Associate Prof Mark Regnerus at University of Texas-Austin would commend the three undergrads for figuring out young marriage. In his widely read 2009 article in the Washington Post, “Say Yes. What Are You Waiting For?”, Regnerus speaks to many of the themes that define the Harvard dating scene,

In my research on young adults’ romantic relationships, many women report feeling peer pressure to avoid giving serious thought to marriage until they’re at least in their late 20s. If you’re seeking a mate in college, you’re considered a pariah, someone after her “MRS degree.” Actively considering marriage when you’re 20 or 21 seems so sappy, so unsexy, so anachronistic. Those who do fear to admit it — it’s that scandalous.

How did we get here? The fault lies less with indecisive young people than it does with us, their parents. Our own ideas about marriage changed as we climbed toward career success. Many of us got our MBAs, JDs, MDs and PhDs. Now we advise our children to complete their education before even contemplating marriage, to launch their careers and become financially independent. We caution that depending on another person is weak and fragile. We don’t want them to rush into a relationship. We won’t help you with college tuition anymore, we threaten. Don’t repeat our mistakes, we warn.

Sara, a 19-year-old college student from Dallas, equated thinking about marrying her boyfriend with staging a rebellion. Her parents “want my full attention on grades and school because they want me to get a good job,” she told me. Understandable. But our children now sense that marrying young may be not simply foolish but also wrong and socially harmful. And yet today, as ever, marriage wisely entered into remains good for the economy and the community, good for one’s personal well-being, good for wealth creation and, yes, good for the environment, too. We are sending mixed messages.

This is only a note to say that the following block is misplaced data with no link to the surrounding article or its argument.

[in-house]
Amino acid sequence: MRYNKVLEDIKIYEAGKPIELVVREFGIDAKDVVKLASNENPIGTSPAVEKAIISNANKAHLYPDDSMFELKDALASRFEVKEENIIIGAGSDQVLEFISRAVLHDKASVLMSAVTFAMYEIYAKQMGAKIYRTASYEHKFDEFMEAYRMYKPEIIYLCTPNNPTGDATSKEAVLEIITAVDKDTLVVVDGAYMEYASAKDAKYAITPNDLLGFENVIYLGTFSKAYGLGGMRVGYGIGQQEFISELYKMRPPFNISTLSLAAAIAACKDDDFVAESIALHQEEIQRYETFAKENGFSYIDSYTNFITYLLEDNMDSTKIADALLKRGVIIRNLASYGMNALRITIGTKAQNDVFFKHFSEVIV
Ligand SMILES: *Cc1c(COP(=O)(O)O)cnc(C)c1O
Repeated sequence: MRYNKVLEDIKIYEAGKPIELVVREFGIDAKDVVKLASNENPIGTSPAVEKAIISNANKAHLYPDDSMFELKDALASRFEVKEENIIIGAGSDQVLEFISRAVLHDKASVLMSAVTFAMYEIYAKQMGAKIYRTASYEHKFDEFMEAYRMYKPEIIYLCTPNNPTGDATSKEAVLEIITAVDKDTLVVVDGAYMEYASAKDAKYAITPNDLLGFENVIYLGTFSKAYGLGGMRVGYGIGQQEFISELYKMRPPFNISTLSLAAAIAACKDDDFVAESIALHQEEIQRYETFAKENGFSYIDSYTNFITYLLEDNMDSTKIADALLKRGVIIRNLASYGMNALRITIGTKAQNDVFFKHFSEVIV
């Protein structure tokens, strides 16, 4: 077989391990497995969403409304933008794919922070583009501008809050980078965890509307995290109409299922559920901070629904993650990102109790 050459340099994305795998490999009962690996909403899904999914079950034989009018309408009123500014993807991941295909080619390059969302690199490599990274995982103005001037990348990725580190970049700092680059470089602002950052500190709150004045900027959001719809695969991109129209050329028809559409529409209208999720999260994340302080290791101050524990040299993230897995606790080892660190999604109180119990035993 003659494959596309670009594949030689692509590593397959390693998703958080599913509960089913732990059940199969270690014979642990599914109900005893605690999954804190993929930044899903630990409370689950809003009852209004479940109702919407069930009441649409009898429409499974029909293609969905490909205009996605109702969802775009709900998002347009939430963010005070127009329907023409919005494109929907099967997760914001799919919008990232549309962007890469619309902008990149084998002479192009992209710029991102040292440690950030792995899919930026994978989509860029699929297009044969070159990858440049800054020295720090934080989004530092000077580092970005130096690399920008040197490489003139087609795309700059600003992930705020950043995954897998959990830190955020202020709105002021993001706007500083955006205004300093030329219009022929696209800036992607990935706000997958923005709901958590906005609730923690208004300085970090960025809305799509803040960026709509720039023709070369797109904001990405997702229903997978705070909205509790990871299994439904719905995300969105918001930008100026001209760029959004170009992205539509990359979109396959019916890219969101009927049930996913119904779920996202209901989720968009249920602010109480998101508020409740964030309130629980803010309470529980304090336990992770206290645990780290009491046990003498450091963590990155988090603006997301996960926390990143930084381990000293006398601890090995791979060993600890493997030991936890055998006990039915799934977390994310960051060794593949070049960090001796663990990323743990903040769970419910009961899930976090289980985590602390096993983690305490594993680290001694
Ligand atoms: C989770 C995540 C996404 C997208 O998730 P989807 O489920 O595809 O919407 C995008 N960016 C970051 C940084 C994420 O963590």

This is not just an economic problem. It’s also a biological and emotional one. I realize that it’s not cool to say that, but my job is to map trends, not to affirm them. Marriage will be there for men when they’re ready. And most do get there. Eventually. But according to social psychologists Roy Baumeister and Kathleen Vohs, women’s “market value” declines steadily as they age, while men’s tends to rise in step with their growing resources (that is, money and maturation). Countless studies — and endless anecdotes — reinforce their conclusion. Meanwhile, women’s fertility is more or less fixed, yet they largely suppress it during their 20s — their most fertile years — only to have to beg, pray, borrow and pay to reclaim it in their 30s and 40s. Although male fertility lives on, it doesn’t hold out forever, either: Studies emerging from Europe and Australia note that a couple’s chances of conceiving fall off notably when men pass the age of 40, and that several developmental disorders are slightly more common in children of older fathers.

We can’t continue to view marriage as a transition of loss. While an undergraduate marriage isn’t for everyone, these three students illustrate that marriage, in the long run, is a transition of gain. Ultimately, there will never be a moment in our lives when marriage fits perfectly; marriage can’t fit to us, we must fit to marriage.